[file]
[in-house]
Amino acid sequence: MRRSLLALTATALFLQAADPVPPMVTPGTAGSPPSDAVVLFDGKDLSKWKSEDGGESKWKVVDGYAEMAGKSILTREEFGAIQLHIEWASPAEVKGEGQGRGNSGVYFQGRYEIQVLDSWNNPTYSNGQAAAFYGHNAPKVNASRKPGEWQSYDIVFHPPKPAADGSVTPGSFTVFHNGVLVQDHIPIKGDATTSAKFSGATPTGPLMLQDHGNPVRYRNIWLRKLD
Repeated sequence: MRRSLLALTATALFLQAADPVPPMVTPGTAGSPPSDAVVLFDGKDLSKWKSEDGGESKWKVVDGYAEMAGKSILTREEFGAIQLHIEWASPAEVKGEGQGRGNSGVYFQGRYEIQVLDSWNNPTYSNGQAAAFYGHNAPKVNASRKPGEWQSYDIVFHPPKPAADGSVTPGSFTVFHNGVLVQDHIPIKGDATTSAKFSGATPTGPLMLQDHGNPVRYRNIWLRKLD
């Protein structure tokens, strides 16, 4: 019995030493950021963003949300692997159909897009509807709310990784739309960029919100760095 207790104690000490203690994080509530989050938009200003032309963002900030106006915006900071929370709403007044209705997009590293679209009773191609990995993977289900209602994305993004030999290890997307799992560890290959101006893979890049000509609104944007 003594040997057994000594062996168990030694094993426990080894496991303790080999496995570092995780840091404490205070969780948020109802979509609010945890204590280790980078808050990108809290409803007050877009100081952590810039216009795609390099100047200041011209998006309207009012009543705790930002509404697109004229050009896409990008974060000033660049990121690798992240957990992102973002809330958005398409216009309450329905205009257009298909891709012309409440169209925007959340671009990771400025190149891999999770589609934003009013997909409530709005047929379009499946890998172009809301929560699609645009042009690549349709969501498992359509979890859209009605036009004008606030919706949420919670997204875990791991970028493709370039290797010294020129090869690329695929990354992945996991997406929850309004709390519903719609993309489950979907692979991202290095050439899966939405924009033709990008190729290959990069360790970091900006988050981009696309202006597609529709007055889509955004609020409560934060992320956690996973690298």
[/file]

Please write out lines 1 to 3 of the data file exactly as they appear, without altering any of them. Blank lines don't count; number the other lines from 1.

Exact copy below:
[in-house]
Amino acid sequence: MRRSLLALTATALFLQAADPVPPMVTPGTAGSPPSDAVVLFDGKDLSKWKSEDGGESKWKVVDGYAEMAGKSILTREEFGAIQLHIEWASPAEVKGEGQGRGNSGVYFQGRYEIQVLDSWNNPTYSNGQAAAFYGHNAPKVNASRKPGEWQSYDIVFHPPKPAADGSVTPGSFTVFHNGVLVQDHIPIKGDATTSAKFSGATPTGPLMLQDHGNPVRYRNIWLRKLD
Repeated sequence: MRRSLLALTATALFLQAADPVPPMVTPGTAGSPPSDAVVLFDGKDLSKWKSEDGGESKWKVVDGYAEMAGKSILTREEFGAIQLHIEWASPAEVKGEGQGRGNSGVYFQGRYEIQVLDSWNNPTYSNGQAAAFYGHNAPKVNASRKPGEWQSYDIVFHPPKPAADGSVTPGSFTVFHNGVLVQDHIPIKGDATTSAKFSGATPTGPLMLQDHGNPVRYRNIWLRKLD